PEOPLE SKI ON SAND. Maybe soon they’ll ski on grass. Judging from viral videos on social media, the next big sports phenomenon might be skiing with drones. Maybe some billionaire-in-the-making will discover how drones can allow you to ski and cut the grass at the same time.
Regional ski areas finally have had enough cold weather for serious snowmaking. But like farming and other endeavors that depend on nature, enticing big crowds to the slopes is a risky business, especially in an era when we know the climate is warming. That’s could explain why the rekindled interest in new lodging at the Catamount Ski Slope on Copake’s border with Massachusetts attracted so much interest.
In the last decade a plan emerged for a multi-phase condominium project at Catamount around the base of the slope. That plan eventually stalled. But a couple of years ago a new, more ambitious proposal emerged for an $80-million, year-round resort with 153 time-shares and hotel rooms along with a restaurant, spa and space for retail stores.
The promotional drawings portrayed the main building of this Berkshire Mountain Club in what you might call a neo-Disney style. In the tourism business, that’s a high praise. It won enthusiastic support from county and state officials, which led to financing for the developer. And after a rough start in the town review process, the plan appeared to have obtained most of its permits.
Not everybody is thrilled by the project and a couple who own a restaurant adjacent to Catamount went to court to block it. Two state judges have dismissed their challenges, but the neighbors have persisted and the latest round left the project in limbo. That led the Berkshire Mountain Club developer called it quits. Harry Freeman of Rock Solid Development, LLC said his company was walking away from the plan because the legal challenges had delayed it past the time when his firm could make a return on its investment.
Undeterred, Tom Gilbert, president of Catamount Ski Area, announced last month that his company would pursue final approvals for the project and find a new developer. Is that likely?
If the former developer left only because of bad timing, then others undoubtedly will line up once approvals are in place. And that would be a hopeful sign for the community as well as the ski slope.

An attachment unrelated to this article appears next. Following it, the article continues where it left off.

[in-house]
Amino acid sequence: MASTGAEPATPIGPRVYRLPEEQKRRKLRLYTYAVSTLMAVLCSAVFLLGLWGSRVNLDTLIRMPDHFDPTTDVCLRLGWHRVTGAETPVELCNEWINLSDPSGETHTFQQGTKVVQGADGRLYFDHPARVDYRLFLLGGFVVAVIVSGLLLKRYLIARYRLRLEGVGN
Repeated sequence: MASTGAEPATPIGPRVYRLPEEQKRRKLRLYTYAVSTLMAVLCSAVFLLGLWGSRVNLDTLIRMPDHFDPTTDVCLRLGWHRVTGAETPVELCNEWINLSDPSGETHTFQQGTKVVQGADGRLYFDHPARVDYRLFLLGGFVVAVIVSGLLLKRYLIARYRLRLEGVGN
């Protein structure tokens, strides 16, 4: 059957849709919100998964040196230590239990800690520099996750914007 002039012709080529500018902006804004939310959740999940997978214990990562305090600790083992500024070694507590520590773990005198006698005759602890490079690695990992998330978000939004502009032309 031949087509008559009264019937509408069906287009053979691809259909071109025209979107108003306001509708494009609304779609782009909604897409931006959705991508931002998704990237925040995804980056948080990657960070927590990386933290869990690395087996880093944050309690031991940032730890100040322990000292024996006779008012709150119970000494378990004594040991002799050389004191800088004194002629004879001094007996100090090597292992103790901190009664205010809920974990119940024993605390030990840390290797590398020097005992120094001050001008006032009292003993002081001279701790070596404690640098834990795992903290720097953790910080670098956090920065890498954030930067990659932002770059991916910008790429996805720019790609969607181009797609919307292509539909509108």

But what if the core of the problem facing Catamount residential development is something other than neighbors? What if underlying the delays are factors like scale, market appeal and, yes, climate change.
No one should expect Catamount to suddenly give up its vision of developing into a major destination resort. If it works out, lots of people will benefit. But the ski area has been a good neighbor and steward of the land, a major employer and an economic anchor for so long, it’s hard not to wish they weren’t betting instead on a future that’s more adaptable, innovative and green.
It was that time again
YES. WE DID IT AGAIN. The people who produce The Columbia Paper took the week off between Christmas and New Year’s Day, so there wasn’t an issue published New Year’s Eve. That surprised some of our readers much the way it did when we first adopted this schedule last year.
One man who called this year to inquire about the paper-that-wasn’t sounded relieved when he learned that the interruption in service was deliberate on our part. No mystery to solve here: people needed a week free of deadlines–at least newspaper deadlines. He was very understanding.
And then he said, “I like to look through the newspaper each week to see what’s in it.”
There are all sorts of prestigious newspaper awards that say lofty things about the role of newspapers in society. But the eloquence of his statement puts them all to shame. What better reason for buying a paper than curiosity. It’s humbling to think that here we are facing another week when we’ll try to live up to his expectations. The knowledge that a few thousand other people in Columbia County are also awaiting the return of the paper reminds me why vacations need to end.
So here we go again, and while it’s a little late to say this, all of us at The Columbia Paper wish our readers a safe, happy and peaceful year ahead.